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Well, first and foremost, don’t just trust me, as Evan put this film on his top 10 list for 2019. I am also pretty sure that another BMD colleague, the amazing and talented Amelia, will probably never go see another film at Fantastic Fest that I recommend ever again (and I think she kinda liked it?). That’s Nobadi in a nutshell. It’s a film that guarantees a strong emotional response. It's not brutal as most films that provoke that type of audience reaction. It does sneak up on you. On one hand, it’s a tender, heartfelt narrative about a 90+year old Austrian pensioner who has a chance at humanity through a young Afghani refugee. On the other hand…. well…let’s just say you must see it to understand.

Evan’s right, this is easily one of the best films seen in 2019. It does a better job at reminding us that more that connects us than divides us than one end-of-the-year Hollywood release. It’s also the right movie for right now as one of those things that divides us is immigration and how we treat those seeking a better life for themselves and their family. It’s a highly relevant film that keeps its best themes hidden until the very end. I hope that this gets out there for the masses to see. It’s a wonderful achievement in filmmaking and it deserves as big an audience as possible.

Pelican Blood

Director: Katrin Gebbe

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As someone who distributed Katrin’s first film, Nothing Bad Can Happen, trust me when I say if you release this film, you are getting in on the ground floor of one of the world’s emerging stars. Katrin has twice now taken the idea of faith and layered in a domestic drama with genre overtones with the expertise of a master. This time, Gebbe is working with German thespian Nina Hoss who is one of Germany’s best young actresses. Hoss plays Wiebke, a single mother of an adopted 9-year-old named Nicolina. Wishing to adopt a sister for Nicolina, she finds her new daughter in 5-year-old Raya. But when Wiebke and Nicolina bring Raya home, she immediately starts acting out. Raya isn’t just challenging her boundaries; something is really wrong with her, and it could be something beyond physical understanding.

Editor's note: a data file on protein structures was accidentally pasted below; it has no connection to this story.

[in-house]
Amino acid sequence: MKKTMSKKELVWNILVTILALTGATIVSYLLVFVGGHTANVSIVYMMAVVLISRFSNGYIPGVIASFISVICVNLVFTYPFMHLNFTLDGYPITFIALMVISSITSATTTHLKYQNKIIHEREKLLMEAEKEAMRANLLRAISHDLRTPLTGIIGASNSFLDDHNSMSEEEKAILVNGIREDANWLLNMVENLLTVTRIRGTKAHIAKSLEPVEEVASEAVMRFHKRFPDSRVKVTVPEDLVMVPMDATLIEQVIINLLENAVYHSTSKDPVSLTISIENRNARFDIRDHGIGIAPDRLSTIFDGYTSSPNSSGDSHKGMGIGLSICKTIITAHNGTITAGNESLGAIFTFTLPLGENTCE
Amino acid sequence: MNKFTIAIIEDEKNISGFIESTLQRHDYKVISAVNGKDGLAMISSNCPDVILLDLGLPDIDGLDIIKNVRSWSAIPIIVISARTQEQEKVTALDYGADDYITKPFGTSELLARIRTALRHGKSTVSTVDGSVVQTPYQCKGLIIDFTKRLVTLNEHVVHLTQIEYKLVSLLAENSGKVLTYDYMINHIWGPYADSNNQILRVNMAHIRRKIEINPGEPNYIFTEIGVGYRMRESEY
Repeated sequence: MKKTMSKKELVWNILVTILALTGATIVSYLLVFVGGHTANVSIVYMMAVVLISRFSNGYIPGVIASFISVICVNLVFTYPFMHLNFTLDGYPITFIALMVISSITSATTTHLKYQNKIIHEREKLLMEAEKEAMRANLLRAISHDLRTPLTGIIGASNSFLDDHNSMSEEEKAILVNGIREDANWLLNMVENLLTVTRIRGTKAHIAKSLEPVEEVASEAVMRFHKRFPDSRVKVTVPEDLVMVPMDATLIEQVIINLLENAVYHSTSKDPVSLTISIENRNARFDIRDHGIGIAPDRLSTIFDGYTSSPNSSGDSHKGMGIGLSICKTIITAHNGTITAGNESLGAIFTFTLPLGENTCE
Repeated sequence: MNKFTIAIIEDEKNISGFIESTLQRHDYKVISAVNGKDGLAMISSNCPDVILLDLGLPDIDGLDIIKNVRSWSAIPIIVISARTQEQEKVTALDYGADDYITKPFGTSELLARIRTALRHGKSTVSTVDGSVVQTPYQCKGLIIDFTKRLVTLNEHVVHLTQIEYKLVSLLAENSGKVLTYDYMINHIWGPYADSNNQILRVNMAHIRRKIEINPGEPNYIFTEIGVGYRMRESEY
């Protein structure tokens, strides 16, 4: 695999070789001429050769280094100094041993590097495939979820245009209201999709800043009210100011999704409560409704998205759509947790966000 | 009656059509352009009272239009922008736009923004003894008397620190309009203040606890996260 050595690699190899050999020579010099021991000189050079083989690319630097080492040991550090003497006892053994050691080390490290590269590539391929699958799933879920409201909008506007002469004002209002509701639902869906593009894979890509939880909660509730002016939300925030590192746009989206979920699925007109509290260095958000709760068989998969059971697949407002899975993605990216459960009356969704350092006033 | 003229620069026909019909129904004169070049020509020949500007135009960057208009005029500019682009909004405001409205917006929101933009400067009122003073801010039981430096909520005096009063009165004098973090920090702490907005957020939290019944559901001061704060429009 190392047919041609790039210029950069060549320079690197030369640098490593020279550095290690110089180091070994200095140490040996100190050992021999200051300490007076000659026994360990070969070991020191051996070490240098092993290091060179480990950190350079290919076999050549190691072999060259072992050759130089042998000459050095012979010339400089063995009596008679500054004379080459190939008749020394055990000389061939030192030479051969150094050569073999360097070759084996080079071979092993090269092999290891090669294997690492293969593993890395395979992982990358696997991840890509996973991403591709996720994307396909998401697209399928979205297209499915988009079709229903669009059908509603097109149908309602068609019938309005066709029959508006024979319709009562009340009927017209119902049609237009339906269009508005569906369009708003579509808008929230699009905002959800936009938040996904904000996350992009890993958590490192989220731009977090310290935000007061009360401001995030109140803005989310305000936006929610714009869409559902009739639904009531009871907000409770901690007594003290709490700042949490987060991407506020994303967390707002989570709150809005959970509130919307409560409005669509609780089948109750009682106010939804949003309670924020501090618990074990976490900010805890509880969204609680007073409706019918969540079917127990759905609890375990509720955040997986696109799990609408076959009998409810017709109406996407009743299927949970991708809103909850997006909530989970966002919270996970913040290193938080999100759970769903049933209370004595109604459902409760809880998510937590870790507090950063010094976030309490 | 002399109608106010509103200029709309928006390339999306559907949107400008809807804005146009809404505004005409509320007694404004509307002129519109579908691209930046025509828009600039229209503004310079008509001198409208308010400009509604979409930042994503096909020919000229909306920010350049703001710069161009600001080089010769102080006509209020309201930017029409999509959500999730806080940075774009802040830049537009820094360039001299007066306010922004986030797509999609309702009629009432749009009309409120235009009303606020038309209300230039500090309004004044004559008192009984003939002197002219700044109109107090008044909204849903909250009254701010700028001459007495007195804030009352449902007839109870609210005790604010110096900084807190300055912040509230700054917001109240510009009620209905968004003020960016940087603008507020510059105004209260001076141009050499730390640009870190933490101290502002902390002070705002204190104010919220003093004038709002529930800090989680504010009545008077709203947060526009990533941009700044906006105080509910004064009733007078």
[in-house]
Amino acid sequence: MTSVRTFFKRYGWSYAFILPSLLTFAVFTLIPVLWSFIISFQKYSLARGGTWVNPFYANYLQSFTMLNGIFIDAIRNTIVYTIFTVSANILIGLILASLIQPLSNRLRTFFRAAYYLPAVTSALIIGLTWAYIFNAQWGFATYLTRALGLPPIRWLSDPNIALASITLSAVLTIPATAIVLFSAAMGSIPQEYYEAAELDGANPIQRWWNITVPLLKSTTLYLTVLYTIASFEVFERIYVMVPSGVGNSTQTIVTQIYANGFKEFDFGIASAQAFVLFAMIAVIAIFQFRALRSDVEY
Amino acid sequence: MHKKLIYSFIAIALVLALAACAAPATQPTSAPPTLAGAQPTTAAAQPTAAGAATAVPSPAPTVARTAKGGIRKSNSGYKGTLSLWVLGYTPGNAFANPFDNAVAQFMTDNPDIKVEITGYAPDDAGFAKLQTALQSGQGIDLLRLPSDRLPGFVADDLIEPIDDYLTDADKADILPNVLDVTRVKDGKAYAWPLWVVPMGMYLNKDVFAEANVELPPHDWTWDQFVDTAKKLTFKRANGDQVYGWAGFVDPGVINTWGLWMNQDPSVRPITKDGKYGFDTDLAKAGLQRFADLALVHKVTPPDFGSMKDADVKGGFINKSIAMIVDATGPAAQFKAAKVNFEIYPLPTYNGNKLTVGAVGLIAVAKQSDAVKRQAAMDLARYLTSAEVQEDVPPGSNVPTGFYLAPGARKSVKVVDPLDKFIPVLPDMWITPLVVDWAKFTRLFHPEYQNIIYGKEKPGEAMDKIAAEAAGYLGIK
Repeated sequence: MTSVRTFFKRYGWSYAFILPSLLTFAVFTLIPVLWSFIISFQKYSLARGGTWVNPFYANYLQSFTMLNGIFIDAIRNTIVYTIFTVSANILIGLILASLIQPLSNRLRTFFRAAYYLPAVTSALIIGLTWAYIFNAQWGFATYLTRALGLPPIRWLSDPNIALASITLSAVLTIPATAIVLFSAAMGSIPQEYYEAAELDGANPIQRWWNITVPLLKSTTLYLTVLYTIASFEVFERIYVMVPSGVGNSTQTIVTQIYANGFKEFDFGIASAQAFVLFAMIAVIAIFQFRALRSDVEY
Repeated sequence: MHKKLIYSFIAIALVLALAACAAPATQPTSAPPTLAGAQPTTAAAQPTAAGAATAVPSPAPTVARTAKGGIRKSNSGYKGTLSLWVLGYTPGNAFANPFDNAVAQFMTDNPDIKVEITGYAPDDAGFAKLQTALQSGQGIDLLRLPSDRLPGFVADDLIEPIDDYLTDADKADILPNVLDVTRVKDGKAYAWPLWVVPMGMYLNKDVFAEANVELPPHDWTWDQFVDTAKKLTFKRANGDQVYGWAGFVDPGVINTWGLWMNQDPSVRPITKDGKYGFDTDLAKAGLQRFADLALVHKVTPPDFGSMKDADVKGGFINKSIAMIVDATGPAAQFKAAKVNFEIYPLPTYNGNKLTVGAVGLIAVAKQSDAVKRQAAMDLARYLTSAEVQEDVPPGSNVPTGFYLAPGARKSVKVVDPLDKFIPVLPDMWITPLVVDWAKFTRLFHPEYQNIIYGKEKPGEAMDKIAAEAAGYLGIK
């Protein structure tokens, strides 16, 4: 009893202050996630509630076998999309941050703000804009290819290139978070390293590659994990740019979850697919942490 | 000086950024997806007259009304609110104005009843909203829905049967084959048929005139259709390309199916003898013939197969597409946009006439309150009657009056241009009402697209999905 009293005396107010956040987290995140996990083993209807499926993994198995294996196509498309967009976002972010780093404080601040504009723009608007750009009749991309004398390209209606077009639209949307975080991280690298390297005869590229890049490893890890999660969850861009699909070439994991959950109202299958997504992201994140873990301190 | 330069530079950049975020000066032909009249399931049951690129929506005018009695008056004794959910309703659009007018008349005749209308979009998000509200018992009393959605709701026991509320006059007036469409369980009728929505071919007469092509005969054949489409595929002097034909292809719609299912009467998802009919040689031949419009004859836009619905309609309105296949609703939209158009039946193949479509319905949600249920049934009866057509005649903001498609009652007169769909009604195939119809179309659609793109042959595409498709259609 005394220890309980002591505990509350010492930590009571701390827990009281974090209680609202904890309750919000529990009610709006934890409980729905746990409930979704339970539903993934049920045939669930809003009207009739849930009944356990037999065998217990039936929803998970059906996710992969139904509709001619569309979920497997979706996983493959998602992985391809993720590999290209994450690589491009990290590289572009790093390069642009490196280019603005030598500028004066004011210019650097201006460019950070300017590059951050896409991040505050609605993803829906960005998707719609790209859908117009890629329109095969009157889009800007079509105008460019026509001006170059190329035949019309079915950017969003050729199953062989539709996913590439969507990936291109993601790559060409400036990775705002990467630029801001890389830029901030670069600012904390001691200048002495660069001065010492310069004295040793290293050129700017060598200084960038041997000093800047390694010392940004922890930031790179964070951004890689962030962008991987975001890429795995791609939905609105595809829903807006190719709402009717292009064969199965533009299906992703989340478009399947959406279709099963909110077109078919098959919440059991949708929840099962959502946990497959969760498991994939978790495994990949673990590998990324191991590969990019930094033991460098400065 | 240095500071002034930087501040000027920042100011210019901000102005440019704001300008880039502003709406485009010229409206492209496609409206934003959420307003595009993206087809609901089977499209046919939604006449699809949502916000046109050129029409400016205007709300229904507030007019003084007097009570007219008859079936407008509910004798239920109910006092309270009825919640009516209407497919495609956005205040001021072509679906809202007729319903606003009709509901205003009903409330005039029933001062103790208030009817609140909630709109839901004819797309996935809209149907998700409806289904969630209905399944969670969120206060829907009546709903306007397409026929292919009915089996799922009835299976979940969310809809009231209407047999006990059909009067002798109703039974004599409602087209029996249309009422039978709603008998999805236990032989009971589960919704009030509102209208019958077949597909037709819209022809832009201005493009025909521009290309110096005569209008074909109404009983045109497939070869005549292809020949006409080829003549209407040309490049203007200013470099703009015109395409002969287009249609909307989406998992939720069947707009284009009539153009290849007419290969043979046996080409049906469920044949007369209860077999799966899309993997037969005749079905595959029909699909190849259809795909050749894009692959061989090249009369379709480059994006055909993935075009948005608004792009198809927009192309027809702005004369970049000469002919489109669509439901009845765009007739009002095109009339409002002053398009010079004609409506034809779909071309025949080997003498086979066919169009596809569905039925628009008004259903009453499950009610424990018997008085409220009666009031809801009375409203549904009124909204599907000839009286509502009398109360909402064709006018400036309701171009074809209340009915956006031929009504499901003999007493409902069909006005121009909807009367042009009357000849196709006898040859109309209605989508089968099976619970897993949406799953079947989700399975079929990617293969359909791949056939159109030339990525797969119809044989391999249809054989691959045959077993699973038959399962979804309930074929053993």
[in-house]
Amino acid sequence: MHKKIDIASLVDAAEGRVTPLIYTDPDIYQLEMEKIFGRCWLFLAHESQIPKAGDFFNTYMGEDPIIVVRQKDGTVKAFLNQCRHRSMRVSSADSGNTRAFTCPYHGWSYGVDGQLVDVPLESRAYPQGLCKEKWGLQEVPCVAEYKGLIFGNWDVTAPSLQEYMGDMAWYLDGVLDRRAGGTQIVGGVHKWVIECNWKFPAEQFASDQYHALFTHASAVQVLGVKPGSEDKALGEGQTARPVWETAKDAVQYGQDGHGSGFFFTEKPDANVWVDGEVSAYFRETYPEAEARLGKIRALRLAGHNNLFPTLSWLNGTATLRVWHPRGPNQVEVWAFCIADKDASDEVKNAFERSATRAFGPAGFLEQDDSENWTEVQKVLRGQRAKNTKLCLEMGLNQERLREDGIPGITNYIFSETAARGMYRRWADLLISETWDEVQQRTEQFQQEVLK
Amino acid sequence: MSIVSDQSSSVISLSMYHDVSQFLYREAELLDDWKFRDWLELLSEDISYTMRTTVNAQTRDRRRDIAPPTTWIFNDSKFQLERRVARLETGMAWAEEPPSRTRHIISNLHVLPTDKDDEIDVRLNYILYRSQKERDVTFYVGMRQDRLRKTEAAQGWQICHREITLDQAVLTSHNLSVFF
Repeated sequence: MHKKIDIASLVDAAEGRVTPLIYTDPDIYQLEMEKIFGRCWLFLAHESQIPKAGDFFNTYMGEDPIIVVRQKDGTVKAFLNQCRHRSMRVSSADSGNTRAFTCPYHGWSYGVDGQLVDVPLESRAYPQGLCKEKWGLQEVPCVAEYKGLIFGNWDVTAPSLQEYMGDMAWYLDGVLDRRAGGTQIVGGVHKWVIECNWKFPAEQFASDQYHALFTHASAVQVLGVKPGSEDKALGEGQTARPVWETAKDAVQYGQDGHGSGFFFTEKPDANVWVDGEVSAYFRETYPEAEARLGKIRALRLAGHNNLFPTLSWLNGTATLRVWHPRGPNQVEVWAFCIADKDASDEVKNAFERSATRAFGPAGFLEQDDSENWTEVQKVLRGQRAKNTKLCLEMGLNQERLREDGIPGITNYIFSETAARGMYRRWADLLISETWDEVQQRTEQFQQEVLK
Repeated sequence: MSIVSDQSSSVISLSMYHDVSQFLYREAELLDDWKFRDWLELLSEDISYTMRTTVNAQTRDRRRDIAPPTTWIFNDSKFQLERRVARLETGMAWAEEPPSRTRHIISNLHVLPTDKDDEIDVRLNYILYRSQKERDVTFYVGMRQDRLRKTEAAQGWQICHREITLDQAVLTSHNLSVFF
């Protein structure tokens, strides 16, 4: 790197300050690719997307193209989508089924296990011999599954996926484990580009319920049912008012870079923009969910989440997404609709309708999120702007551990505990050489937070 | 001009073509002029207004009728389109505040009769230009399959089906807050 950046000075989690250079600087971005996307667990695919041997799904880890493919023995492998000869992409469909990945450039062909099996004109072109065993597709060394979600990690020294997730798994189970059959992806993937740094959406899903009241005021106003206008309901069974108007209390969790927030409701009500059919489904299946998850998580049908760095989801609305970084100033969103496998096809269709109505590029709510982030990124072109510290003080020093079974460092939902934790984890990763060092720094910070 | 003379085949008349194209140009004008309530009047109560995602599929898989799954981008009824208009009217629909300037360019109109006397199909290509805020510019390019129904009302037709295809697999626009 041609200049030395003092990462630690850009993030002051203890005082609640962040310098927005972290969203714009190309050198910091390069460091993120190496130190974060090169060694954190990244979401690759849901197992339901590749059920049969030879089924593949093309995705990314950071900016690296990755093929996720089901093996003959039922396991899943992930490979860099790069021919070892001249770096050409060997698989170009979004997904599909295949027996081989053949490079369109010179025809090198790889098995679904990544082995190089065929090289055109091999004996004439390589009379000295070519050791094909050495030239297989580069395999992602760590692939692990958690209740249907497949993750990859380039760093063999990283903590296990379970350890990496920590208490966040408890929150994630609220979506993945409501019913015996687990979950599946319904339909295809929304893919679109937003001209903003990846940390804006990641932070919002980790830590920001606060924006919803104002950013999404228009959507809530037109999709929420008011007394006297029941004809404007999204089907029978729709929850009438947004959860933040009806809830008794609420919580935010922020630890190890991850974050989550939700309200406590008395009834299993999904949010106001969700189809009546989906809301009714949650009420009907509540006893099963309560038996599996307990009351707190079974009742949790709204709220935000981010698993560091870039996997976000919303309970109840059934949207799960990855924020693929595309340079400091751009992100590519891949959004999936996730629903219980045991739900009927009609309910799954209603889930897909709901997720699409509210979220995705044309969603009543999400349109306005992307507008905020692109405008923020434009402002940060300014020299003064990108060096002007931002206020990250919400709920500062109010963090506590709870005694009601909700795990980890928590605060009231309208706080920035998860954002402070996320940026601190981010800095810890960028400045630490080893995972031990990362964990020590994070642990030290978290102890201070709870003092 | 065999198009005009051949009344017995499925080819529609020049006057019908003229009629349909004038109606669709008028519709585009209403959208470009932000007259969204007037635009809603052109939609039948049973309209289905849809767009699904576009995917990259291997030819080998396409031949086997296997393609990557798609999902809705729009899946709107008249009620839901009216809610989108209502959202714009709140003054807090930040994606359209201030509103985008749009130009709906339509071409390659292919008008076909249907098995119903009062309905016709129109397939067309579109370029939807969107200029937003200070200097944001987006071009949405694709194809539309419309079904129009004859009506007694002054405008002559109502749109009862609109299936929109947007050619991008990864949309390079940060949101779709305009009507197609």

Gebbe this time is exploring the driving forces of motherhood and a mother’s bond with her child. Comparisons to The Exorcist are valid: mothers and daughters bound together both by love and something possibly evil. The results here are considerable and even beautiful in the face of the darkest and most horrible possibilities. 


Director: Alice Winocour

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This one seems like the most likely of these ten to find a home. It has star power and it can be packaged in a way to emphasize the “NASA” (note – it’s not about NASA) aspects of the film. It’s a down to Earth (literally) space drama about Sarah, a woman training to go to space (the always amazing Eva Green) while she balances motherhood and an occupation that’s dominated by men (including Matt Dillon) who would rather not make room for females in space.

This film, for me, did everything right that Lucy in the Sky did wrong. It can be heavy-handed, but it's always meaningful. Sarah is constantly jumping back and forth between her training and her daughter. We can’t help but reminded that for real working mothers out there, this is reality. Winocour’s third film moves along at a brisk pace so all the Right Stuff space training parts are exciting and the mother-daughter parts are given equal weight so we know that everything Sarah is training to do will take her away from the best thing on the planet.